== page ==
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Two-dimensional images to three-dimensional scene mapping using NeRF on an AMD GPU

This tutorial aims to explain the fundamentals of NeRF and its implementation in PyTorch. The code used in this tutorial is inspired by Mason McGough’s colab notebook and is implemented on an AMD GPU.

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Using LoRA for efficient fine-tuning: Fundamental principles

Low-Rank Adaptation of Large Language Models (LoRA) is used to address the challenges of fine-tuning large language models (LLMs). Models like GPT and Llama, which boast billions of parameters, are typically cost-prohibitive to fine-tune for specific tasks or domains. LoRA preserves pre-trained model weights and incorporates trainable layers within each model block. This results in a significant reduction in the number of parameters that need to be fine-tuned and considerably reduces GPU memory requirements. The key benefit of LoRA is that it substantially decreases the number of trainable parameters–sometimes by a factor of up to 10,000–leading to a considerable decrease in GPU resource demands.

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Fine-tune Llama 2 with LoRA: Customizing a large language model for question-answering

In this blog, we show you how to fine-tune Llama 2 on an AMD GPU with ROCm. We use Low-Rank Adaptation of Large Language Models (LoRA) to overcome memory and computing limitations and make open-source large language models (LLMs) more accessible. We also show you how to fine-tune and upload models to Hugging Face.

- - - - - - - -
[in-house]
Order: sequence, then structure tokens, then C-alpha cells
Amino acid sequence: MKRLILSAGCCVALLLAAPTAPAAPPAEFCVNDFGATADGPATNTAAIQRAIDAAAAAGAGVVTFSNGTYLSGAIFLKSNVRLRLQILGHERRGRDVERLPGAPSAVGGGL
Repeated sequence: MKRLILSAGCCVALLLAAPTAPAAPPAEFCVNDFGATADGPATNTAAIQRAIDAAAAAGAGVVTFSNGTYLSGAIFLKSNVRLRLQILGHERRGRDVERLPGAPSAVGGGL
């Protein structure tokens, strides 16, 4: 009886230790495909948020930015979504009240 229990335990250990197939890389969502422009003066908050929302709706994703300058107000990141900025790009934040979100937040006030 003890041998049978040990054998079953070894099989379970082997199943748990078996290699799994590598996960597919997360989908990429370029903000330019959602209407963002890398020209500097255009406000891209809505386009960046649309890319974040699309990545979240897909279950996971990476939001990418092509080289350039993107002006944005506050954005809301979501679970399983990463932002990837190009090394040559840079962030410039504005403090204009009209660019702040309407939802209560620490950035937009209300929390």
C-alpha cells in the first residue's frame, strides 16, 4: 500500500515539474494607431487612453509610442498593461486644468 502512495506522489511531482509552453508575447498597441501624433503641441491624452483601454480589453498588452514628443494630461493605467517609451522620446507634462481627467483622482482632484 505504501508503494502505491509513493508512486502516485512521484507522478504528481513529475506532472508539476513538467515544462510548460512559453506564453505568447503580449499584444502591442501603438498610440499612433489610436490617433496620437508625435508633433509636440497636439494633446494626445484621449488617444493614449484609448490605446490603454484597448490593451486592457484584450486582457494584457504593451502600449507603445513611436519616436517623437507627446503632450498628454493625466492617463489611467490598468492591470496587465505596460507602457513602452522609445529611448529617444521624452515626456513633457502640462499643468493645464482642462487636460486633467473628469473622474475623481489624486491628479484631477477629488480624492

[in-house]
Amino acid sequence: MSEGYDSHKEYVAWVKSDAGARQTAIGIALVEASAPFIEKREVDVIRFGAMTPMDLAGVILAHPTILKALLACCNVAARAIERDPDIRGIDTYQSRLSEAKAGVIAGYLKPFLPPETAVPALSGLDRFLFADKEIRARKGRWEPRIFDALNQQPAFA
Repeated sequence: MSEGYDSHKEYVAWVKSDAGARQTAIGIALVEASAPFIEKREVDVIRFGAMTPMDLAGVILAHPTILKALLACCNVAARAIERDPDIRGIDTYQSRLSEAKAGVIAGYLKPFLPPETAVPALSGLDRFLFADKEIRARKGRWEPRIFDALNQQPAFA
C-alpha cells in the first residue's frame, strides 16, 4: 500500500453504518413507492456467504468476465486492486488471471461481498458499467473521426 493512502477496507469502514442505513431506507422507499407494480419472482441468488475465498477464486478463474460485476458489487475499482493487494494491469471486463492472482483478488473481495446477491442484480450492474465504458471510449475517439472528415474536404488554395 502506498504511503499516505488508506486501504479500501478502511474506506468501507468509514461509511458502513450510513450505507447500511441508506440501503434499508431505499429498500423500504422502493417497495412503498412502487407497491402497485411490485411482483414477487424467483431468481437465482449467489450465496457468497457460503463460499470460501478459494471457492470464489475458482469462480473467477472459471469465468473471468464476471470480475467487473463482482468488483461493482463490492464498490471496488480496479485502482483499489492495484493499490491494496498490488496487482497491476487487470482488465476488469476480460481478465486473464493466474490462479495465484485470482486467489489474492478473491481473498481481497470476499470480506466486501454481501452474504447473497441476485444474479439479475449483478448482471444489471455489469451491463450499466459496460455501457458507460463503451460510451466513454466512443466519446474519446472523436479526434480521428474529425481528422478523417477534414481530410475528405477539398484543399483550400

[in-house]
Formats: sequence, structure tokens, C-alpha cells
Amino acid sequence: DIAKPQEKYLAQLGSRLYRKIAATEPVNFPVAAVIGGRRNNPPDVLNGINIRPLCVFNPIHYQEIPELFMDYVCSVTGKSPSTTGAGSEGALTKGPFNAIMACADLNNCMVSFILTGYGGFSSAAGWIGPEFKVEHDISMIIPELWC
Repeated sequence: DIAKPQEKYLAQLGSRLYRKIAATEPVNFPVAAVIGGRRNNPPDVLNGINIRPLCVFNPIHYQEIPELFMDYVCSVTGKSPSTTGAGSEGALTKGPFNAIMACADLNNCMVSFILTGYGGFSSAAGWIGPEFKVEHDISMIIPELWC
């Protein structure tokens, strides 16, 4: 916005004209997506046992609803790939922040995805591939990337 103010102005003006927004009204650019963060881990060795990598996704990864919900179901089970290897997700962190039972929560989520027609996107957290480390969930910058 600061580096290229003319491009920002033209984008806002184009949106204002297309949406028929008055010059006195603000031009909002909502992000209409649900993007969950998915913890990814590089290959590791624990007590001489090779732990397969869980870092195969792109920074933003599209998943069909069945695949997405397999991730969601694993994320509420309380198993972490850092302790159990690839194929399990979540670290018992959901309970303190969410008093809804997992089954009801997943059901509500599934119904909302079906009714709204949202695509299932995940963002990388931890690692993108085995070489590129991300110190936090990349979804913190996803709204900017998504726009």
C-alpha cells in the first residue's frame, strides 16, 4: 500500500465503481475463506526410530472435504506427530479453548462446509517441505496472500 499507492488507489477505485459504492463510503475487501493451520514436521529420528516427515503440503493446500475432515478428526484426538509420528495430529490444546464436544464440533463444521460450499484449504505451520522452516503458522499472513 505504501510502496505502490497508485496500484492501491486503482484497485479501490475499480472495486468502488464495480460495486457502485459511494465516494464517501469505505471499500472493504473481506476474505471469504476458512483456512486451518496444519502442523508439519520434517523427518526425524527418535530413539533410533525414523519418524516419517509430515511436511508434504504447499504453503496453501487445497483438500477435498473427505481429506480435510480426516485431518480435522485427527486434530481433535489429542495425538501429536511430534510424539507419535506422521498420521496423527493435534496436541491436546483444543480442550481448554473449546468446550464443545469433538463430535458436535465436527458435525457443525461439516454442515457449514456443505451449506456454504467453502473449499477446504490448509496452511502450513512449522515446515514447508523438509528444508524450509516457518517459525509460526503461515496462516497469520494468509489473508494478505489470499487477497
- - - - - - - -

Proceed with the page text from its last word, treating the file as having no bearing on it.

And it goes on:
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Pre-training BERT using Hugging Face & TensorFlow on an AMD GPU

This blog explains an end-to-end process for pre-training the Bidirectional Encoder Representations from Transformers (BERT) base model from scratch using Hugging Face libraries with a TensorFlow backend for English corpus text (WikiText-103-raw-v1).

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Pre-training BERT using Hugging Face & PyTorch on an AMD GPU

This blog explains an end-to-end process for pre-training the Bidirectional Encoder Representations from Transformers (BERT) base model from scratch using Hugging Face libraries with a PyTorch backend for English corpus text (WikiText-103-raw-v1).

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Accelerating XGBoost with Dask using multiple AMD GPUs

XGBoost is an optimized library for distributed gradient boosting. It has become the leading machine learning library for solving regression and classification problems. For a deeper dive into how gradient boosting works, we recommend reading Introduction to Boosted Trees.

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LLM distributed supervised fine-tuning with JAX

In this article, we review the process for fine-tuning a Bidirectional Encoder Representations from Transformers (BERT)-based large language model (LLM) using JAX for a text classification task. We explore techniques for parallelizing this fine-tuning procedure across multiple AMD GPUs, then evaluate our model’s performance on a holdout dataset. For this, we use a (BERT)-base-cased transformer model with a General Language Understanding Evaluation (GLUE) benchmark dataset on multiple AMD GPUs.

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Pre-training a large language model with Megatron-DeepSpeed on multiple AMD GPUs